But I did not ‘change’ myself to fit in. I changed what was occurring in the world so that what was occurring in the world fit me.

This may sound overly self-centric, but I think it only is if you do so from a place of fear of not fitting in. If instead you connect with the truth of who you are and you express that, then actually you are coming from a place of love and you are being a force of creation in the world.

When coming from that place, you are also sensitive to the people around you and the net result of what is created still fits for them…it just happens to fit you as well.

What if we all stopped NOT being who we are because we were trying to ‘fit in’ everywhere and instead just said ‘screw fitting in’ and just showed up fully as who we are….being and doing and saying what was true for us?

Considering the fact that hiding ourselves builds resentment, my guess is that we’d create a much more loving world.

Who you ARE is the greatest gift you have to give. Stop hiding it by trying to fit in.

Be You.

True Leaders Do NOT Have Followers

It struck me a few months ago that the definition of leadership I have been using made having followers irrelevant.

It’s not that, for me, a true leader shouldn’t or doesn’t have followers, but in my world, the fact that one has ‘followers’ does NOT make them a leader.

See if you can make sense of what I’m saying in this video. Does it ring true for you too or do you think leadership is something different?

 

Skipping Shavasana – Nobody Wants to Die

After having been gone from London for six months, returning has been in some ways unsettling. The moving forest of human trees with black trunks and placid faces, the continual sabotage of curiosity by averted gazes and the absolute unacceptability of physical contact in crowded places stands out for me against the contrast of bright colors, smiling hello’s and soft, pleasant brushes with strangers I’ve been enjoying outside the density of a giant western city.

‘How did this not disconcert me so much before?’ I wonder. ‘Was I caught up in the same way of disconnect?’

This automaticness of living was well illustrated for me in yoga class this morning. At a small lower level studio in central London, having just wound down to the end of a hot vinyasa flow, I was laying on my back in a puddle of my own sweat.

With my eyes closed, beyond my breath and heartbeat, I heard an unusual shuffling of feet and mats. Feeling a breeze rush by my head, I opened an eye and tipped my head to see what was going on.

The room had been full before. Now half of the mats were empty.

I knew what was happening. They were skipping Shavasana; the position of laying flat on your back that we do at the end of every class. The point of it is to simply relax in silence as your breath calms. It is a peaceful way to close out the journey of a yoga practice.

I knew this because when I first started doing yoga at home, I too skipped Shavasana. I used to think, ‘The workout is basically over. I just spent 7 hours in bed. I don’t need to lay around here now too!’

At some point I got that yoga isn’t really about the workout though. That physical benefits are a secondary gain. I stopped skipping Shavasana early on and it is rare when I see anyone else doing it in classes outside the city.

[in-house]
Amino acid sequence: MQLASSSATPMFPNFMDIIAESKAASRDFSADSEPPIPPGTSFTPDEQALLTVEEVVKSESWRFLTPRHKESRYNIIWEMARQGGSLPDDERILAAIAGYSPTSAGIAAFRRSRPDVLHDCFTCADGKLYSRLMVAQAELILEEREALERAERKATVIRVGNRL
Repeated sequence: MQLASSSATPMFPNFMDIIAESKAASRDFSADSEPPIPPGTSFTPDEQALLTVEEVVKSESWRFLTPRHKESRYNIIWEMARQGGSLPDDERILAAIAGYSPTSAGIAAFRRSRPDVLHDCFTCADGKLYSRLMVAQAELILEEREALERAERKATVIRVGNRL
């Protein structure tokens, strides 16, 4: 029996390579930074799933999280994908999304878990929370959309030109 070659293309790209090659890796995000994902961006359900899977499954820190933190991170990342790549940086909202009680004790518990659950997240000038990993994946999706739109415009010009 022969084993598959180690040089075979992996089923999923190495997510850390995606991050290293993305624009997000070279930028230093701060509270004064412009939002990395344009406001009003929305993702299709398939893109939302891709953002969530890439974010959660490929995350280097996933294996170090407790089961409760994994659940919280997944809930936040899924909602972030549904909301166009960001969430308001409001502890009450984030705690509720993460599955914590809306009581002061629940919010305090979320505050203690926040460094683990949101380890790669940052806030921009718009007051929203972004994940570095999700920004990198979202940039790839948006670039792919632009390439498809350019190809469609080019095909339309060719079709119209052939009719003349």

Today though, half the room had emptied before the five minutes of meditation were finished. They missed the incense the teacher walked around the room waving over the remaining bodies. They missed the chance to slow themselves down and set a more relaxed pace for the day.

More than anything though, they missed having to die.

Shavasana means ‘corpse’. A yoga practice typically starts in a ‘child’s pose’ and goes on a journey of extension and growth before winding down and completing in ‘corpse pose’. This is the cycle from youth, through life, to death.

By skipping Shavasana one is essentially avoiding death.

The irony in this being so popular in London (myself previously included) does not escape me.

The automaticness with which we move through an urban life is a pace absent from consideration of our mortality. Looking death in the eye is shockingly incoherent with this. When we do do it, usually without choice, it always slows us down. My point is that we wouldn’t lead such hurried lives if we remembered we are going to die. Avoiding looking at it, and avoiding doing it symbolically, are quite synonymous.

Besides skipping Shavasana as being reflective of our protection from the temporality of life, I also see it as a good example of how we want to go on a journey and get the benefits from it without actually completing it. We want to go deep, but not all the way.

After the Shavasana meditation, I always roll onto my side into a ‘fetal position’ before sitting up and ending the class.

This brief moment in fetal position after resting as a corpse is not only missed by those who leave the room, but it is missed by most yoga teachers too. In my opinion, this is the most important moment of a yoga practice. Fetal position, even briefly, is the moment of rebirth after death.

The full cycle of a journey always includes a death and rebirth of some kind. In fact, without this dying and being reborn, the journey never completes. And a journey that never completes was not a journey. You return to where you began and the entire time is wasted.

For me, as a fairly newbie, this is the practice of yoga – both on the mat and in life. The practice is to die and be reborn.

If more people in big cities were to remember they are going to die, and were willing to die as a practice, then the moving forests might not be so black and placid.